Distribution utility South Cotabato II Electric Cooperative (Socoteco II) is presently implementing daily rotating brownouts lasting seven hours for each of its two feeder grouping, or a total of 14 hours due to the power shortage.

 

Socoteco II, which has a daily average peak power demand of 112 MW, serves this city, the entire Sarangani province and the municipalities of Tupi and Polomolok in South Cotabato.

 

In the last two weeks, Napocor’s power allocation to the area only ranged from 40 to 49 MW, resulting to a deficit of between 33 to 40 MW.

 

Aboitiz-owned Therma Marine Inc. (TMI) augments the area’s power supplies by 30 MW based on a power sales agreement that it earlier signed with the electric cooperative.

 

Socoteco II forged the sales deal with TMI in 2011 after Napocor slashed the area’s power allocation to the area by 30 percent or from 104 MW to 72 MW in 2012.

 

This year, Napocor imposed another 30 percent cut to the area’s power supplies or specifically from 72 MW to 52 MW. (Allen V. Estabillo/MindaNews)

 

 


NorthCot in talks with investors to put up hydro, solar power plants

KIDAPAWAN CITY (MindaNews/3 April)– The provincial government of North Cotabato is exploring hydro and solar power as alternative energy sources to address the supply shortage in the province in the long term, Gov. Emmylou Taliño-Mendoza said Tuesday.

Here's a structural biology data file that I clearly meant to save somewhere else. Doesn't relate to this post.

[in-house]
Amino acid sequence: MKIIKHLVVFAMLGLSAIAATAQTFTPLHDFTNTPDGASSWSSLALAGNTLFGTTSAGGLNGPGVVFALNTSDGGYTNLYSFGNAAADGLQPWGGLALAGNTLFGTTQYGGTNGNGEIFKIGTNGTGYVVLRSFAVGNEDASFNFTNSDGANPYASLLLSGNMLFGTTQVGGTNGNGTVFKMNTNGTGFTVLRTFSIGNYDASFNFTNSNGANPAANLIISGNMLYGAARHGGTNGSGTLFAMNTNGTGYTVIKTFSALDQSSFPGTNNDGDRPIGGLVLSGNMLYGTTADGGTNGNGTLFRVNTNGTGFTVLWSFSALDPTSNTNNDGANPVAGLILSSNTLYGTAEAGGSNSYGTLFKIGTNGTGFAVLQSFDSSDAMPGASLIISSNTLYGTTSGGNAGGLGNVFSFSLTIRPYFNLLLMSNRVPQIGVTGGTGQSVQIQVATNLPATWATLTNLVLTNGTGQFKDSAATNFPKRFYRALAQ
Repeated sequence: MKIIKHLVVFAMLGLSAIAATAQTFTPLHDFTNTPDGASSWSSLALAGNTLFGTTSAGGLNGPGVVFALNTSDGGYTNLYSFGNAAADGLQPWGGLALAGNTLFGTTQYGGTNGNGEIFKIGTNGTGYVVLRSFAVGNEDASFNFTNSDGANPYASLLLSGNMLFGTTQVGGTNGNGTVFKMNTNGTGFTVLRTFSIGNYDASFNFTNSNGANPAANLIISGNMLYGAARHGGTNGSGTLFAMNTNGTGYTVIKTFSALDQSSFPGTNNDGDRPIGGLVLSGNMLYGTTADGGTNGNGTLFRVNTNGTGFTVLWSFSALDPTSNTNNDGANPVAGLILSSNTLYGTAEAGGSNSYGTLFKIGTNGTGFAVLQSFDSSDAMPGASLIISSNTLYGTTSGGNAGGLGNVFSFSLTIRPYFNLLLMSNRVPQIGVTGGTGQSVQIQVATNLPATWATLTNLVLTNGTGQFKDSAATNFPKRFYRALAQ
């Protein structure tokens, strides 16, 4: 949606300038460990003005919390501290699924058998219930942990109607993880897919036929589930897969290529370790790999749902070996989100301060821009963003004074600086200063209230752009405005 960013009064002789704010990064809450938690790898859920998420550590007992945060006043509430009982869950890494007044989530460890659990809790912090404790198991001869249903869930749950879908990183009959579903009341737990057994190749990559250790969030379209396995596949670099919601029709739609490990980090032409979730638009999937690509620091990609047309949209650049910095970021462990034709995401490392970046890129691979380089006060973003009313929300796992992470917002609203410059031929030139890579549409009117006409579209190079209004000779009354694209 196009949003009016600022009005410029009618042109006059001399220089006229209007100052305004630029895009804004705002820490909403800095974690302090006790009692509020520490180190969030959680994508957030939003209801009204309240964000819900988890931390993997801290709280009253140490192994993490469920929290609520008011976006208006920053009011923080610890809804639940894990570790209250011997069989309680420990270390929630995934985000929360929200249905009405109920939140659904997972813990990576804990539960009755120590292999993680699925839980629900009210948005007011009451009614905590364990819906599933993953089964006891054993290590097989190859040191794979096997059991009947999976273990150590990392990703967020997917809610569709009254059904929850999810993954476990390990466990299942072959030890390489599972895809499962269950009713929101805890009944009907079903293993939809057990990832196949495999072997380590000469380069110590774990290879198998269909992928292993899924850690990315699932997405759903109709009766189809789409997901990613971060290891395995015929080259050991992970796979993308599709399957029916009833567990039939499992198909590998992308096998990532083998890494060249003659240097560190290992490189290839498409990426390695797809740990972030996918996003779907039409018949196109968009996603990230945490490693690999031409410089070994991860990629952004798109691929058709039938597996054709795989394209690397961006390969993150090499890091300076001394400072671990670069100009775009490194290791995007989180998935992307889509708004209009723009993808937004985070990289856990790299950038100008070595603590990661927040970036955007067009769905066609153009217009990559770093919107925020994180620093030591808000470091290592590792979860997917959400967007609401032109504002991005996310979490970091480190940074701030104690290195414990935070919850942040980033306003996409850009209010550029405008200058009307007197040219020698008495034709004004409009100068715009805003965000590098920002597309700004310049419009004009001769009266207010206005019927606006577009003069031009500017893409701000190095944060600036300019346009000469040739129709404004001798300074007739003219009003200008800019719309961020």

Currently, the towns of Pikit, Pigcawayan, Alamada, Libungan, Midsayap and Aleosan or known as the P-PALMA Alliance are experiencing an average of 10-hour daily power curtailment.

The rest of the towns in North Cotabato and this city are also experiencing daily brownouts lasting an average of seven hours.

Mendoza told MindaNews that the provincial government has been talking to some investors on the possibility of developing a hydropower plant powered by the Malitubog-Maridagao (Malmar) irrigation dam in Carmen town.

“Malmar is being studied now. Since we have that big dam for irrigation, we might as well maximize the water [for a hydropower plant],” she said.
Mendoza said they are also considering using solar energy to augment the dwindling power supply in the province.

In fact, Korean investors have already expressed their interests in putting up a solar-powered plant in the province, she disclosed.
Mendoza said a team from the Provincial Planning and Development Office has been tasked to visit the existing project of the Koreans in Dapitan City and in Tanay, Rizal.


The governor admitted that developing solar power is expensive, ”but in the long run we can save so much.”
She appealed to her constituents to be patient, saying: “Even if you have this study, it doesn’t mean that you will have available power tomorrow. It takes years. But what is important is that we have started.”